Follow-up Comment #4, patch #4648 (project freeciv):

Heh.  That's one of the hardest ones (although some stuff, like hunter
selection needs some refactoring).   I've looked at this some, and have some
ideas, but haven't finished plumbing the depths (I've been cutting off the
smaller pieces from my list of uses of UMT_*, is_foo_unit{type}(), and
move_type first).  Some of my thoughts include:

    This should test 1) whether it can transport units to terrains that they
otherwise could not reach and 2) whether it can transport fueled units.  It is
probably worth constructing a ferry cache at ruleset load time, rather than
iterating repeatedly for these tests.

    This should consider requesting a ferry when the unit can't get to the
destination, rather than fussing with continent IDs and move_type.

    This needs deeper analysis comparing the land and sea sides, but the
needferry cost should be determined by using pathfinding to see if the unit
can get to a potential destination, rather than as a blanket test.  (the
"terrible yoyo bug" is probably best addressed by considering CAN_OCCUPY and
current enemy city defender count, while playing with this).

    This should select potential ferries based on ability to transport
considered unit and ability of the ferry to get somewhere interesting with the

The big ugly bit is the ferry pathfinding stuff, which is scattered between
aiferry.c, aitools.c, and pf_tools.c.  I haven't unwound all of this yet, but
suspect that there exists some sensible method to handle it with consideration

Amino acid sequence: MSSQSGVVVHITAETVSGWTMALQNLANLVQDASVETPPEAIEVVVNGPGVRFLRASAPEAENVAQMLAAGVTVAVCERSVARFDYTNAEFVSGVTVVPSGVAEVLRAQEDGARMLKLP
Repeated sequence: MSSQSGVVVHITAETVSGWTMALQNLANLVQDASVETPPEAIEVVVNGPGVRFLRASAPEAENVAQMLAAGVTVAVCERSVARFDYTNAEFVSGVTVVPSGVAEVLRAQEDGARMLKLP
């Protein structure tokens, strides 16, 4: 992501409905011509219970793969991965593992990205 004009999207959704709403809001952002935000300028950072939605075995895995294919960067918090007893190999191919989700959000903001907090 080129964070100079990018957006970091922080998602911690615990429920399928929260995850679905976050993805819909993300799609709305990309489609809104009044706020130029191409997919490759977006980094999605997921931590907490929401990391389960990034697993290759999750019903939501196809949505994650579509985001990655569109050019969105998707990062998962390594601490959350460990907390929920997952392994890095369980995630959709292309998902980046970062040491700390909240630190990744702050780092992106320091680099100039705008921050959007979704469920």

for complex nativity.  Essentially, rather than considering amphibiousness, we
want to consider whether it is possible for a unit to get from A to B without
help, and whether it is faster for a unit to get from A to B with help. 
"Beachhead" becomes a poor term, but the idea is the same: if one has a "Big
Land" armoured troop transport (move_rate=3) that carries "Land", it may be
interesting for a Riflemen to take a ride for a while, then get dropped off to
climb some mountains and take a defensive stance.

Yes, this is hard, and yes it requires testing, but it *can* be autogame
tested (well, most things: I missed something with only autogame testing patch
#3901, which wasn't caught until I was testing with a client, and ferry
pathfinding also hits the common pathfinding code).  I'm less confident of our
ability to meaningfully test the interface changes associated with the client
code adjustments.


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